#MeToo Movement in South Korea

MeToo

By Mark Sample, Contributing Writer

When American actress Alyssa Milano tweeted #MeToo and encouraged women to get involved to “give people a sense of the magnitude of the problem”, nobody would have predicted how far and wide the feminist movement would stretch. As the tag went viral throughout America during October 2017, socially conservative South Korea remained relatively quiet. Feminism was a term, at the time, that most Koreans would not want attributed to them.

In fact, barely a month before #MeToo enveloped Korea, K-pop idol Son Na-eun of Apink faced a storm of criticism for promoting feminism when she posted a photo of her phone cover that read “GIRLS CAN DO ANYTHING.” Up to this point, gender inequality was a facet that remained largely under the radar as most people chose to ignore it, and the rest feared the consequences of initiating a debate on the topic. Women have traditionally faced mockery for bringing up these issues and female victims of sexual harassment or assault had to overcome suspicion, with those in power, men, likely to try to silence or tarnish them.  

Rather than remain in the shadows, however, women are standing up and letting their voices be heard. It took a few brave individuals to set the wheels in motion, with hundreds of Korean women coming forward to tell their stories of maltreatment at the hands of men. The key inspiration was Seo Ji-hyeon, who alleged during a live interview with a news channel that a former South Korean Ministry of Justice official, Ahn Tae-geun, groped her during a funeral in 2010.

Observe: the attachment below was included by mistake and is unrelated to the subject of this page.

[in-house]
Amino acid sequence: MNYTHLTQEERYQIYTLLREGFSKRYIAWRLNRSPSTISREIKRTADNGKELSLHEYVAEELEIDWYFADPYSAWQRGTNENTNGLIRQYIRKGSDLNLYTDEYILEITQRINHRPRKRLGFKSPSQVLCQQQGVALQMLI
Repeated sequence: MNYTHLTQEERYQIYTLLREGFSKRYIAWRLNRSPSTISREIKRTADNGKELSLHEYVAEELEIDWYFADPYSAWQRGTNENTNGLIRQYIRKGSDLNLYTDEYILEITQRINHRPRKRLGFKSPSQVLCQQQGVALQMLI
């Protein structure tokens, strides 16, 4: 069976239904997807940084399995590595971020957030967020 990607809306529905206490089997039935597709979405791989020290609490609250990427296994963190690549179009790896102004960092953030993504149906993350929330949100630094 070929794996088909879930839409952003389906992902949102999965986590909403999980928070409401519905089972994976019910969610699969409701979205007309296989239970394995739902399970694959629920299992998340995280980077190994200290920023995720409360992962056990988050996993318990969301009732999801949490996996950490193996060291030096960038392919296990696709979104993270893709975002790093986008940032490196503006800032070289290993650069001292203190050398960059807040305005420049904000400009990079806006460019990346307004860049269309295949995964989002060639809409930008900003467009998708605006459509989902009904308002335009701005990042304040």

Allegations against a presidential hopeful, Ahn Hee-jung, an esteemed poet, Ko Un, and an award winning movie director, Kim Ki-duk, poured more fuel on the fire, which enabled the movement to grow week-by-week. As 2018 has progressed, both traditional and social media networks have become dominated by discussions about gender discrimination on the peninsula. Previously underreported facts such as Korean women receiving less than a third of men’s salaries, and women filling just 2% of Korean boardrooms have become common knowledge and topics of debate throughout the nation.  

Like the country has seen on the political front in recent times, a true sign of change on the horizon comes when the people take to the streets to protest in large numbers. March saw the #MeToo movement hold its own marathon protest in downtown Seoul when almost 200 woman took the microphone to tell their personal stories of sexual harassment for 2018 minutes non-stop. 

Changes are starting to take place with the Moon Jae-in administration announcing extensions to the statute of limitations in sexual abuse cases, and a process that allows victims to report crimes anonymously. The president, nevertheless, noted that the country “cannot solve this through laws alone and we need to change our culture and attitude”. 

As Moon notes, it is changes to the culture and attitudes that will prove the most challenging obstacle in altering what was once a patriarchal society.  This is not an easy task but there is a clear determination amongst the young generation, particularly, to make a breakthrough and the #MeToo movement continues to be a key stimulus.